The DSS has confirmed that it is witholding payments on the system, designed to make access to statistics easier. One of the contractors, ICL, is the largest information technology supplier to the public sector. The project has taken nearly two years to develop. It is not clear how much has already been spent.
This latest embarrassment coincides with claims made in an independent report that spending on the DSS's Operational Strategy, a scheme to computerise all benefits, is out of control.
When the project was inaugurated in 1982, MPs were told that it would cost just over pounds 713m. The report claims that it is now four times over budget at around pounds 2.6bn. It was the biggest computer scheme of its kind in Europe, and held up as an example of partnership between the public and private sectors.
Public sector mismanagement of computer projects extends well beyond the DSS. There is growing concern about pounds 38m of computer projects at British Rail which appear to be running into trouble. Computer staff say that systems are being introduced too quickly and with inadequate planning. 'New systems for privatisation are being rushed for political reasons,' one senior BR executive said.
Leslie Willcocks, a lecturer in management studies at Oxford University and co-author of the report, Are Major Information Technology Projects Worth the Risk?, says the largest public sector computer debacles, like that at the DSS, are mainly a consequence of poor management.
The DSS, which concedes that the price of the Operational Strategy has risen, blames inflation and changing social security policy. The report claims that it is 'unlikely' that the cost savings DSS computerisation was supposed to produce will ever materialise. Mr Willcocks said: 'Major information technology projects have a habit of failing. Thirty to 40 per cent are runaways in terms of cost and time.'
Examples are worryingly widespread in the public sector. Wessex Regional Health Authority wasted up to pounds 60m on an ambitious IT project which it finally terminated two years ago. The Commons' Public Accounts Committee, the parliamentary watchdog of government expenditure, was subsequently highly critical of the lack of control exercised by NHS management over computer strategy.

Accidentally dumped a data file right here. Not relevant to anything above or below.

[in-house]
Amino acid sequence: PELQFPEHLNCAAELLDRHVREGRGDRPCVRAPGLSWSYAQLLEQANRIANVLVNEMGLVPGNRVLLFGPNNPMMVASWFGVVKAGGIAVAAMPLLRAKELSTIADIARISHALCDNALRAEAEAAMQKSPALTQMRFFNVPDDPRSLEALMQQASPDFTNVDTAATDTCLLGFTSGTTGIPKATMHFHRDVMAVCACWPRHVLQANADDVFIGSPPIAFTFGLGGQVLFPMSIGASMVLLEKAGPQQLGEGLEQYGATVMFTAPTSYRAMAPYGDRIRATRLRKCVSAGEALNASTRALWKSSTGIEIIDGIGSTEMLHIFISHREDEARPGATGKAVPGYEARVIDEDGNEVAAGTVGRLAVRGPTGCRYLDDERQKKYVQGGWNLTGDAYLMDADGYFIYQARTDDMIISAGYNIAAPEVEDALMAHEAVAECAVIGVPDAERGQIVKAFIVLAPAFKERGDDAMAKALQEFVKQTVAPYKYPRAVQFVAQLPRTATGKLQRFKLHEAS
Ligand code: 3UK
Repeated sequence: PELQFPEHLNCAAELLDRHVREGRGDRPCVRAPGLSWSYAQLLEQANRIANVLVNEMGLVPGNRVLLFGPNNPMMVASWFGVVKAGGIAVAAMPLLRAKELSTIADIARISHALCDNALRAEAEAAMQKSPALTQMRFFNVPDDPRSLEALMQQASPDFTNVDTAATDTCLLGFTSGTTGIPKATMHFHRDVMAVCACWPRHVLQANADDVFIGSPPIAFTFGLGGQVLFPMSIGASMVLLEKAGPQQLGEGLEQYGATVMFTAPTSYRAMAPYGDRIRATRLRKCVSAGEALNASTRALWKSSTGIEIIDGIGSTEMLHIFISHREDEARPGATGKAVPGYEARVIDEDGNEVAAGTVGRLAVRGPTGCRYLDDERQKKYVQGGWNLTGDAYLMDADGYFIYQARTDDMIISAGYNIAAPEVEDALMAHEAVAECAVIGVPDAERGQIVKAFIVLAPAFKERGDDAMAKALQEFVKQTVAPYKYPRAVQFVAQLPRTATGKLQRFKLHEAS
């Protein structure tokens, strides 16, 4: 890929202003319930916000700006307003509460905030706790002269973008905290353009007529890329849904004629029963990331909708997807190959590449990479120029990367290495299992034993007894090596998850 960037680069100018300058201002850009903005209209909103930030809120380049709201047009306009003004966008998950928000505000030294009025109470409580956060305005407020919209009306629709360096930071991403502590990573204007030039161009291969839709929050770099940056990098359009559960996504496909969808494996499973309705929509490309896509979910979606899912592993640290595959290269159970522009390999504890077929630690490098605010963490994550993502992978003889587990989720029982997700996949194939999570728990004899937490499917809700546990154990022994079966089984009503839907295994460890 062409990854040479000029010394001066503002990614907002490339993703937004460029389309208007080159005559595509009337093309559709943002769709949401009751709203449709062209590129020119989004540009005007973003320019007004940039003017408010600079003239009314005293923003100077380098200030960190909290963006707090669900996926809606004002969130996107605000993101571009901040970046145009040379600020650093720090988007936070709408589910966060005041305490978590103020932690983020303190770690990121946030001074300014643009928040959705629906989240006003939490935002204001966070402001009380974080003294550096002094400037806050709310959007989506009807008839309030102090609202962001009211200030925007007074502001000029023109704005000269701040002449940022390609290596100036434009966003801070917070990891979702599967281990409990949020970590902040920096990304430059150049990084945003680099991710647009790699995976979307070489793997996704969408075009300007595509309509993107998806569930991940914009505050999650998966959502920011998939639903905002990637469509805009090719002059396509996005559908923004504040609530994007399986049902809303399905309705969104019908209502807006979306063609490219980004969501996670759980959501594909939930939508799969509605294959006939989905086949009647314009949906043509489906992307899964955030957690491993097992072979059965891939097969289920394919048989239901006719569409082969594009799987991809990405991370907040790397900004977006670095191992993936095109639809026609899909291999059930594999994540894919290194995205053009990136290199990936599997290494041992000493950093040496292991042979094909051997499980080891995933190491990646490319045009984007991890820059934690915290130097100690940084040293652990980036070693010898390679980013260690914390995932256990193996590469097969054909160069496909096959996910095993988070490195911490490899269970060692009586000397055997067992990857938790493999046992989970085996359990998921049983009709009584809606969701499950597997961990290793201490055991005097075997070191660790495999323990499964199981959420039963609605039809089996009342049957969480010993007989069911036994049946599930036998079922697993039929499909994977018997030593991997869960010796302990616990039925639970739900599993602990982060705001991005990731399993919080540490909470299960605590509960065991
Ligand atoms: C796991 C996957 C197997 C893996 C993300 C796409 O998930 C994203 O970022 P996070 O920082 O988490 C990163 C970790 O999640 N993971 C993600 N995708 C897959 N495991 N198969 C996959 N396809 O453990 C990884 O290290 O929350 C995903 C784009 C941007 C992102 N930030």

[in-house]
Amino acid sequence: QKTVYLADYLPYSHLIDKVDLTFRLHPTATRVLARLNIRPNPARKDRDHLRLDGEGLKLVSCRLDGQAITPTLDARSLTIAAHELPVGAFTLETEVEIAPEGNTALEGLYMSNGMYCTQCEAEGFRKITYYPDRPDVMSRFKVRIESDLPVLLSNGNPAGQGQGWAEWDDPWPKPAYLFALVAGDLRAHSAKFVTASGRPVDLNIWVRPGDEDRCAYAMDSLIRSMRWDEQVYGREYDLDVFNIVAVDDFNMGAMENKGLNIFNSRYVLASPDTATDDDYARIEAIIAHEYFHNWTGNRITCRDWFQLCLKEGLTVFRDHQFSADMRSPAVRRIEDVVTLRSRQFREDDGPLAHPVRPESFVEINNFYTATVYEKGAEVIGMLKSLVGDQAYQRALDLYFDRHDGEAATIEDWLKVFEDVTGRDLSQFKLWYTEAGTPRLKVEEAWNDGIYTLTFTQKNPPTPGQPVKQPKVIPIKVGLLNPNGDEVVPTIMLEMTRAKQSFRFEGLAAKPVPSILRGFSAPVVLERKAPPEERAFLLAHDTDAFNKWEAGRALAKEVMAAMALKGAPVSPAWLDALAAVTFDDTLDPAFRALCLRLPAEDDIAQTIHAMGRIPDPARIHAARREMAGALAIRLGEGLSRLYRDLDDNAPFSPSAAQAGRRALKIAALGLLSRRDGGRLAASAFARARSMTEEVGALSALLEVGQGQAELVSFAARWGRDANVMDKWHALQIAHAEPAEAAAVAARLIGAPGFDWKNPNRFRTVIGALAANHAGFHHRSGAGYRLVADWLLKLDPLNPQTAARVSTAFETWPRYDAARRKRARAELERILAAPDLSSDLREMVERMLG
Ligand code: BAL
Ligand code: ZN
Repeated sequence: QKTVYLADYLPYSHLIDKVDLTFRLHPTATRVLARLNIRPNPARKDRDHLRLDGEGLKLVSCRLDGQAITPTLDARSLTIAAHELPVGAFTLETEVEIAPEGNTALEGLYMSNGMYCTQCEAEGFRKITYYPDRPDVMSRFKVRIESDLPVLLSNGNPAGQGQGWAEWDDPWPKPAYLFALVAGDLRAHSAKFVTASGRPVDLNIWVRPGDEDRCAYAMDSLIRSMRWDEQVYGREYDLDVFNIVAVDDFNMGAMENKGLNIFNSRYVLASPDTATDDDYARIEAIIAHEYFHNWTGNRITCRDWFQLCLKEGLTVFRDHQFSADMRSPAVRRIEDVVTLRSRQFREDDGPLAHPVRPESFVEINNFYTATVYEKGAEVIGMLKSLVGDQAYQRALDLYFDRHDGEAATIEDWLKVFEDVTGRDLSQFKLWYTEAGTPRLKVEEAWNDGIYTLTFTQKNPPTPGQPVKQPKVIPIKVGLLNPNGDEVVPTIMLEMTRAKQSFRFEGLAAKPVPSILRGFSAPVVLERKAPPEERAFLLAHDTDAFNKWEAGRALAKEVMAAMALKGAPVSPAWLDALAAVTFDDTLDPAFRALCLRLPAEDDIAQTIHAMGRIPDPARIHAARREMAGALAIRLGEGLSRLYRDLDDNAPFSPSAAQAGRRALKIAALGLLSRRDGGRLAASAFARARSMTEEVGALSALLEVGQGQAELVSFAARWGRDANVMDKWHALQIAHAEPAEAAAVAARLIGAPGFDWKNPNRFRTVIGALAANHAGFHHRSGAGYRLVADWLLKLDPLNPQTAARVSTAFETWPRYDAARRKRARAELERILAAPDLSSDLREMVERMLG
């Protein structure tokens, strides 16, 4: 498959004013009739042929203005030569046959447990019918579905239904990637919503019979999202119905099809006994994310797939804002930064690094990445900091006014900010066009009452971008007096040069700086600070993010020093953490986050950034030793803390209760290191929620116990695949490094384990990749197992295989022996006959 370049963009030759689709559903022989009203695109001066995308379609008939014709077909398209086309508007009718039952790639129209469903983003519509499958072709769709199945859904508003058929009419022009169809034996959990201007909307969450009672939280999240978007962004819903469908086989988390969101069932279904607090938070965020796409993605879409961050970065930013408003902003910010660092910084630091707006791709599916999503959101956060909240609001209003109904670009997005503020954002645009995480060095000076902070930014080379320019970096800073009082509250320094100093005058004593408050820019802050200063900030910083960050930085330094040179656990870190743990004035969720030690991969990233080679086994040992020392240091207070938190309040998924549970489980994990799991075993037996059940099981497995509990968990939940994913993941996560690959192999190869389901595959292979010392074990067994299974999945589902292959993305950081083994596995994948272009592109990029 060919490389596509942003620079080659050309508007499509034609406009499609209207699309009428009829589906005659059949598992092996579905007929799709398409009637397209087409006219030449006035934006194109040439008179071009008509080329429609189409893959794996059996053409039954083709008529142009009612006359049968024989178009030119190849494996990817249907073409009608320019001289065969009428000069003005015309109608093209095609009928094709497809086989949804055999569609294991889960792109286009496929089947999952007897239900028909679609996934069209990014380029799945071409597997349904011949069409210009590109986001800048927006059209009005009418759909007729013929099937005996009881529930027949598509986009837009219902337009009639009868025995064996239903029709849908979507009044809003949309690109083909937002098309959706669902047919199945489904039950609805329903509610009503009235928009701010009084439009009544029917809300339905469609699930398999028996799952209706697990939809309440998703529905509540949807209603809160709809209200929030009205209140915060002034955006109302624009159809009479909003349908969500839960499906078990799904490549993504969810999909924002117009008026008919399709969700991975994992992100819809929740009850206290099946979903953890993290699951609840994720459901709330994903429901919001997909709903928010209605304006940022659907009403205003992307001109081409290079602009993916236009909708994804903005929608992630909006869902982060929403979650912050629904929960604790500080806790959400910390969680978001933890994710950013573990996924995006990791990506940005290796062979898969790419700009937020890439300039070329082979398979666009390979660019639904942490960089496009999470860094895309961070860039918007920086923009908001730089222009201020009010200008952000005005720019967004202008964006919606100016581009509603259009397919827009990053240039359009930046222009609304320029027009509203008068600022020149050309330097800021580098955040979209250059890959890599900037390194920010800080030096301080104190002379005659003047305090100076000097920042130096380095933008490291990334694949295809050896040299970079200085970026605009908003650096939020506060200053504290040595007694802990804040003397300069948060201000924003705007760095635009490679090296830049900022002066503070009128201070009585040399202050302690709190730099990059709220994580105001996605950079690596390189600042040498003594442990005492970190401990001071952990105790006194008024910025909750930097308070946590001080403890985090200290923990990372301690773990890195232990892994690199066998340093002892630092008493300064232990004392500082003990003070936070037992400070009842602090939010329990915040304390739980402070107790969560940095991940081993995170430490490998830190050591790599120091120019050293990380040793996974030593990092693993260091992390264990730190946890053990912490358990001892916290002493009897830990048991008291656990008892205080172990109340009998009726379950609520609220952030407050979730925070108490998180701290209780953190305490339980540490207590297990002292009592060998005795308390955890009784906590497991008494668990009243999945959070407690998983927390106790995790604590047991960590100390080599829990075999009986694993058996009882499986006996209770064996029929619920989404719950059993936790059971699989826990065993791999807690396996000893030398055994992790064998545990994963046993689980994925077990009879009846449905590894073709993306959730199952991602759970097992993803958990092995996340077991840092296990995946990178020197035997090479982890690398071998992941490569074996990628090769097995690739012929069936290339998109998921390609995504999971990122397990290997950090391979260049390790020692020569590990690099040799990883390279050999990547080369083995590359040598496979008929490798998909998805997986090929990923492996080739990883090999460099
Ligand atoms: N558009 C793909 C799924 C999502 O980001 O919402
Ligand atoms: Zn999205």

The National Audit Office is currently inquiring into a pounds 50m NHS computer scheme called the Hospital Information Support System, which the Department of Health concedes is not appropriate for most hospitals. Both the Ministry of Defence and the Foreign Office have abandoned multi-million pound computer projects.
The Department of Environment roads service in Northern Ireland spent pounds 4m on software and hardware before realising a system did not work. It was, however, forced to spend a further pounds 1m in order to extricate itself from the contract.
The public sector has a particular vulnerability to computer mismanagement: lack of experience. It is often forced to rely on the expertise of external consultants, who may - and often are - responsible for both designing and managing systems. The DSS spends as much on outside consultants and contractors than it does on its 4,000 computer staff.
It is one of Mr Willcocks's contentions that the use of outside consultants can make it less - rather than more - likely that civil servants learn about the particular risks inherent in managing computers so that they do not repeat past mistakes.
The Operational Strategy was a vision of the future, with every benefit office computerised, and every customer enjoying improved, speedier service. But these visions are full of complexities, which unless realised at the start, are prone to disaster. Catharine Griffiths, research fellow at Imperial College, London University, and co-author of the report, said: 'It's about management structure. It is a question of thinking in advance of what could go wrong. With the DSS, for instance, a lot could have been foreseen.'
The private sector is not immune to failure in large computer projects. The most notorious disaster was the attempt to automate the share settlements system at the London Stock Exchange. The project, known as Taurus, was abandoned at a direct cost of around pounds 70m last year.
One survey of 200 organisations in the public and private sectors found 90 per cent of IT projects started over the past decade went over budget; and one-fifth were 'inappropriate'.
Tony Collins is executive editor of Computer Weekly.Reuse content